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December 10, 2011



The world is changing: the corruption and hypocrisy of our current market economy and its buffer shield and facilitator; the nation state – whose legitimacy is falling apart along with the evidence of its disinterest in putting the lives of its peoples first, its privatization of gains and socialization of losses; its unrelenting enforcement of barriers towards countries in the southern hemisphere, continuous recirculation of identities and rights of immigrants whose cultures we are supposed to fear every day, much more than global market exploitation anyway; a fear whose only possible remedy seems to be the shopping mall – is becoming increasingly clear to increasing parts of the world’s population. At the same time, while revealing the brutality behind the facade of a liberal democracy by falling victim to it, the determination of the Occupy Wall Street Movement to win back democratic rights and public spaces, to horizontally organized solidarity towards a common goal that includes all mankind, and to peaceful protest against a corrupt system – gives us one of the most promising reasons for optimism since decades.

In this political situation, art also has a potential function. To experiment with this function through different strategies is also the focus in the exhibition Details at Bergen Kunsthall, of which we bring a review, and which deals with the theme of everyday repositories of fascism and sheds a critical light on forms of hidden repression and discipline under neoliberalism in different geographical contexts across Europe and in Scandinavia and the US.

This issue brings texts about art and politics from a number of localities worldwide. For example, June Yap comments on a theatre play, Fear of Writing, which deals with the dilemmas artists go through due to censorship, and draws attention to the societal role art can play in reaching understanding and creating a common future in Singapore. At the same time Yap poses the question of what the "new normal", which one has heard about from the political level for a while, will mean after this year's presidential election and the parliamentary elections which were the first real elections in a country which has been ruled by one party since it was founded.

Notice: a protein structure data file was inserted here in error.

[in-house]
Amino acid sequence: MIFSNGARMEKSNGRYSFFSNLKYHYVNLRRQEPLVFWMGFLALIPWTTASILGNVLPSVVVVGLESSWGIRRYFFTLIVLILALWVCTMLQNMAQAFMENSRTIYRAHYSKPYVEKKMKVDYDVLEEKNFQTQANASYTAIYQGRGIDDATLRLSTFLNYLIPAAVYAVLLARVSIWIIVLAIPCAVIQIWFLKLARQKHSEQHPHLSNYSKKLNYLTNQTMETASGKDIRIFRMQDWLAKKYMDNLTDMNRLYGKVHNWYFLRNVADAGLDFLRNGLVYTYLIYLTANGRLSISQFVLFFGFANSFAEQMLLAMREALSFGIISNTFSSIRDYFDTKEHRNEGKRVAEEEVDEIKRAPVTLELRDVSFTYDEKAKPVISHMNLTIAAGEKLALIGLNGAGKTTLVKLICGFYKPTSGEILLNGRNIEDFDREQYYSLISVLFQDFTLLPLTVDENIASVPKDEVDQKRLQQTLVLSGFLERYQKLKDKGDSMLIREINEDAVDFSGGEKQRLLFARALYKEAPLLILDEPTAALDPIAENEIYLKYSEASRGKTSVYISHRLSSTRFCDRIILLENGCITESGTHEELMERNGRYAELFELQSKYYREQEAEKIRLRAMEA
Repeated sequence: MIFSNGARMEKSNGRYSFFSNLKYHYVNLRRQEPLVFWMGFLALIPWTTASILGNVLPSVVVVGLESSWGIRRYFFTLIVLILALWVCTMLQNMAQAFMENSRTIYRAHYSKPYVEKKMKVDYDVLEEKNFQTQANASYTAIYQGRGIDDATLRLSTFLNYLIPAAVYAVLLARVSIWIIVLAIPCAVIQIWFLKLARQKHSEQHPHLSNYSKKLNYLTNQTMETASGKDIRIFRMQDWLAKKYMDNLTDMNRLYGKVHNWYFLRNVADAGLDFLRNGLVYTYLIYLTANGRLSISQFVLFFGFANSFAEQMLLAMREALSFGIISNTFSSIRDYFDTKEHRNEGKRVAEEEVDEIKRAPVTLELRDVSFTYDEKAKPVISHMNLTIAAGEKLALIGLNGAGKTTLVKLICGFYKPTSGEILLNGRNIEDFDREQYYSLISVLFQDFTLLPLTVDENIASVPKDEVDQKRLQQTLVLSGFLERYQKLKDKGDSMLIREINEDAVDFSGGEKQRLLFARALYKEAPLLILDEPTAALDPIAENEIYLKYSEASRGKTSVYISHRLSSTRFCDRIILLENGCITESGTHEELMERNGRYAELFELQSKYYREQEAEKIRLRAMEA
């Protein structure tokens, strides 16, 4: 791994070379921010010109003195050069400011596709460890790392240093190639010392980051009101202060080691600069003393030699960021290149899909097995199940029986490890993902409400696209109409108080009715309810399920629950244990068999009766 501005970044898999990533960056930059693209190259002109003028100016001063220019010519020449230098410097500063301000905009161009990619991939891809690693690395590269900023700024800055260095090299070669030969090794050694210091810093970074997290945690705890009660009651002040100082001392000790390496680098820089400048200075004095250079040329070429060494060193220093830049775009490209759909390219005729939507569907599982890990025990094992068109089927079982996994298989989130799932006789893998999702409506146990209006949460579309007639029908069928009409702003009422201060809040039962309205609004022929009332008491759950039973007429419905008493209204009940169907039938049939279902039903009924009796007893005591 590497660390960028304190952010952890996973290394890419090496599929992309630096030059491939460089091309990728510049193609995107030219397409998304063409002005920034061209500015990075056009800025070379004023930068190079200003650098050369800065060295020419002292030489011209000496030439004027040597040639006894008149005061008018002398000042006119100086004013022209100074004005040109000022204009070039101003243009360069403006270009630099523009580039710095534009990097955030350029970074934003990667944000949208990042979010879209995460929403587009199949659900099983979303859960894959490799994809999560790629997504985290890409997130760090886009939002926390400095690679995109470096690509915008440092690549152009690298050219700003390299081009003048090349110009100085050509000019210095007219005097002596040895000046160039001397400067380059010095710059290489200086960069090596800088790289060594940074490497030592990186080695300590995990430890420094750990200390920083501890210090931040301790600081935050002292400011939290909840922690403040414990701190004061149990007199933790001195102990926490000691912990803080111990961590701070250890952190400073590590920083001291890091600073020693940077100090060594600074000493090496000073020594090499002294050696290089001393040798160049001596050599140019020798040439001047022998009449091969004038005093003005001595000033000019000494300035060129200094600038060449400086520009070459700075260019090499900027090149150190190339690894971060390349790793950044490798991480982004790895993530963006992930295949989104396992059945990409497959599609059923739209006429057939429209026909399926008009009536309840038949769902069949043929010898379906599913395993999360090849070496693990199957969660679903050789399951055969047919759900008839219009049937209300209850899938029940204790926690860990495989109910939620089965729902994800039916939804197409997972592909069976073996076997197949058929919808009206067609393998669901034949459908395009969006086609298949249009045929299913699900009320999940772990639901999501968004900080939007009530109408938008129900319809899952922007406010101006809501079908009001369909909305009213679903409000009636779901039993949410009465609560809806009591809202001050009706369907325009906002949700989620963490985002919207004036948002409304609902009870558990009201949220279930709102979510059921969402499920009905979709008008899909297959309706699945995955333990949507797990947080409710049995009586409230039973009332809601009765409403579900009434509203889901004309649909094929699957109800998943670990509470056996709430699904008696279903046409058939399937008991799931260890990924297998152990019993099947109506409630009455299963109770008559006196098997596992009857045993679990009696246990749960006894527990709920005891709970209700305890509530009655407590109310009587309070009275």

In an interview, Övgü Gökçe describes the many activities and the daily challenges of the Diyarbakır Art Center in the city of Diyarbakır in Southeast Turkey, which has been fraught with armed conflict between Turkish forces and the Kurdish separatist guerilla for 3 decades. Diyarbakır Arts Center (DSM) is the Diyarbakır branch of Anadolu Kültür based in Istanbul, an organization whose aim is to discover and help develop cultural and artistic potentials in cities all over Anatolia, and which works to build bridges between diverse cities in Turkey, and to cities and art scenes internationally.

In an essay May Adadol Ingawanij and David Teh give us local, and until now very little known perspectives on the body of work of last year's Palme d’Or-winning Apichatpong Weerasethakul. The writers shed a light on the many tensions that are channelled, yet somehow balanced in the films of this director who notoriously defies tenable characterizations.

Chris Mansour reviews Tania Bruguera’s Immigrant Movement International, an art project and community center for immigrants in Queens, New York, and discusses the implications of her concept of Arte Útil (“useful art”) which she opposes to an idea of aesthetic autonomy. Mansour argues that Bruguera, despite good intentions, in this way exposes her practice to a number of unnecessary obstacles. 

The second issue also includes reviews of the 12th Istanbul Biennial whose theme is art and politics, and which combines artworks that are both formally innovative and politically outspoken. The biennial uses the exhibition architecture to deconstruct the exhibition space, and reclaims it as a pure function of the visitors' bodily and intellectual possibilities of navigation.